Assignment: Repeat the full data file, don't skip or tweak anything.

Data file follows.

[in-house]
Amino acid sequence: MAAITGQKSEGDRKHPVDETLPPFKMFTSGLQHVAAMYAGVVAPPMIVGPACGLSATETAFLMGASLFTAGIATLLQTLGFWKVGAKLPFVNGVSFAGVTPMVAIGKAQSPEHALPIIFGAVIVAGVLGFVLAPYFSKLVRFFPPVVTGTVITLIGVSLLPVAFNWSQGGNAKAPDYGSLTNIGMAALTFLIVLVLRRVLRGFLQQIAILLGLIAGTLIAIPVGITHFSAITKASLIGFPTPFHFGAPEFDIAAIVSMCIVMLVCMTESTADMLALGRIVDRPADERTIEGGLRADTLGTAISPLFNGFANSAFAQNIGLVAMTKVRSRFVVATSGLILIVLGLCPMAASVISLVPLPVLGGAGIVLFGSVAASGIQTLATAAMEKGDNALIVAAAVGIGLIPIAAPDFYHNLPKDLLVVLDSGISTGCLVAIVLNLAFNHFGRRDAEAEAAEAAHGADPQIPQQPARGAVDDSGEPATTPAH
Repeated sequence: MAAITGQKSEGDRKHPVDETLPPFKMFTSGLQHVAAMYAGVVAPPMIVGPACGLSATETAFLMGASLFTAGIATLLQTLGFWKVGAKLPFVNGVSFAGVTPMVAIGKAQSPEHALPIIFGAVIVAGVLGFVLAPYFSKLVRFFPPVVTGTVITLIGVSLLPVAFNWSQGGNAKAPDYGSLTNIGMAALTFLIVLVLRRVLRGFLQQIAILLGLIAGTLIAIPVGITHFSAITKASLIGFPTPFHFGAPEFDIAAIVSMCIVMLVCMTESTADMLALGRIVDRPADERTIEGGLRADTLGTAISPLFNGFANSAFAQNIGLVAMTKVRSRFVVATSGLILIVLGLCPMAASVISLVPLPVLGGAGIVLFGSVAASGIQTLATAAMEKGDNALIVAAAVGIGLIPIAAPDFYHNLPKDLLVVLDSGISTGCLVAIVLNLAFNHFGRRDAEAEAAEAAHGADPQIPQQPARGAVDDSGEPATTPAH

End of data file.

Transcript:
[in-house]
Amino acid sequence: MAAITGQKSEGDRKHPVDETLPPFKMFTSGLQHVAAMYAGVVAPPMIVGPACGLSATETAFLMGASLFTAGIATLLQTLGFWKVGAKLPFVNGVSFAGVTPMVAIGKAQSPEHALPIIFGAVIVAGVLGFVLAPYFSKLVRFFPPVVTGTVITLIGVSLLPVAFNWSQGGNAKAPDYGSLTNIGMAALTFLIVLVLRRVLRGFLQQIAILLGLIAGTLIAIPVGITHFSAITKASLIGFPTPFHFGAPEFDIAAIVSMCIVMLVCMTESTADMLALGRIVDRPADERTIEGGLRADTLGTAISPLFNGFANSAFAQNIGLVAMTKVRSRFVVATSGLILIVLGLCPMAASVISLVPLPVLGGAGIVLFGSVAASGIQTLATAAMEKGDNALIVAAAVGIGLIPIAAPDFYHNLPKDLLVVLDSGISTGCLVAIVLNLAFNHFGRRDAEAEAAEAAHGADPQIPQQPARGAVDDSGEPATTPAH
Repeated sequence: MAAITGQKSEGDRKHPVDETLPPFKMFTSGLQHVAAMYAGVVAPPMIVGPACGLSATETAFLMGASLFTAGIATLLQTLGFWKVGAKLPFVNGVSFAGVTPMVAIGKAQSPEHALPIIFGAVIVAGVLGFVLAPYFSKLVRFFPPVVTGTVITLIGVSLLPVAFNWSQGGNAKAPDYGSLTNIGMAALTFLIVLVLRRVLRGFLQQIAILLGLIAGTLIAIPVGITHFSAITKASLIGFPTPFHFGAPEFDIAAIVSMCIVMLVCMTESTADMLALGRIVDRPADERTIEGGLRADTLGTAISPLFNGFANSAFAQNIGLVAMTKVRSRFVVATSGLILIVLGLCPMAASVISLVPLPVLGGAGIVLFGSVAASGIQTLATAAMEKGDNALIVAAAVGIGLIPIAAPDFYHNLPKDLLVVLDSGISTGCLVAIVLNLAFNHFGRRDAEAEAAEAAHGADPQIPQQPARGAVDDSGEPATTPAH